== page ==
World Asthma Day | Dihydroartemisinin Ameliorated Ovalbumin Induced Asthma in Mice via Regulation of MiR-183

Clinical   |  April 30, 2021

World Asthma Day is an annual event organized by the Global Initiative for Asthma to improve asthma awareness and care around the world. World Asthma Day takes place on the first Tuesday of May.

This May 4th marks the 23rd World Asthma Day. During the special period of the COVID-19 pandemic, RWD pays attention to respiratory health, hoping to enhance the public understanding of respiratory diseases by sharing practical information from the literature.

RWD is fueling asthma research

Asthma is clinically classified according to the frequency of symptoms, forced expiratory volume in one second (FEV1), and peak expiratory flow rate. Asthma may also be classified as atopic (extrinsic) or non-atopic (intrinsic), based on whether symptoms are precipitated by allergens (atopic) or not (non-atopic).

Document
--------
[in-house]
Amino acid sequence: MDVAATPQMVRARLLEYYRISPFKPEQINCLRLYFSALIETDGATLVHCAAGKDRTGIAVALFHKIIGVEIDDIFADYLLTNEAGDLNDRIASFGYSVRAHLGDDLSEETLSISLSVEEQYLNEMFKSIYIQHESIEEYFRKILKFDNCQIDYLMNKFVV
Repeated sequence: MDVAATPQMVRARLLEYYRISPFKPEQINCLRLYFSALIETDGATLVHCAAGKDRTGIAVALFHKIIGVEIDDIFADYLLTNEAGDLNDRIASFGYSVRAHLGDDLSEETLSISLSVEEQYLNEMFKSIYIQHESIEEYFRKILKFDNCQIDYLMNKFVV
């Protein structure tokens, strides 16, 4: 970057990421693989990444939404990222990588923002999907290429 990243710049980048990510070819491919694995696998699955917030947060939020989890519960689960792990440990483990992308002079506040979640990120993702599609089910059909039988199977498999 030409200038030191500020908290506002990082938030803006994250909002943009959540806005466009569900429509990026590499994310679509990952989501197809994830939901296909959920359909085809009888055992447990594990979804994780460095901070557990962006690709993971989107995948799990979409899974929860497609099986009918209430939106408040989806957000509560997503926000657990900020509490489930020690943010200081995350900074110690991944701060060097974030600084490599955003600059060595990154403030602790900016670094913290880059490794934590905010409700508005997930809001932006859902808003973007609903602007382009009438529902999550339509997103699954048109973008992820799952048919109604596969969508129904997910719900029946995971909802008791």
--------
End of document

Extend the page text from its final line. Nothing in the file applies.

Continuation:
Allergic asthma is the most common type, which is a chronic and non-communicable disease, affecting both children and adults. It has a high incidence of 4.3% among adults, with about 334 million people suffering from this disease globally. Asthma imposes a huge economic burden on patients and public health. Glucocorticoid (GC) has a strong anti-inflammatory effect and is the most effective anti-inflammatory drug for the treatment of asthma. Glucocorticoid is widely used as an inhalation drug to reduce mortality of patients. Although glucocorticoid has been proven to have effective anti-inflammatory and immunosuppressive effects, its drug resistance and other adverse reactions limit the long-term use.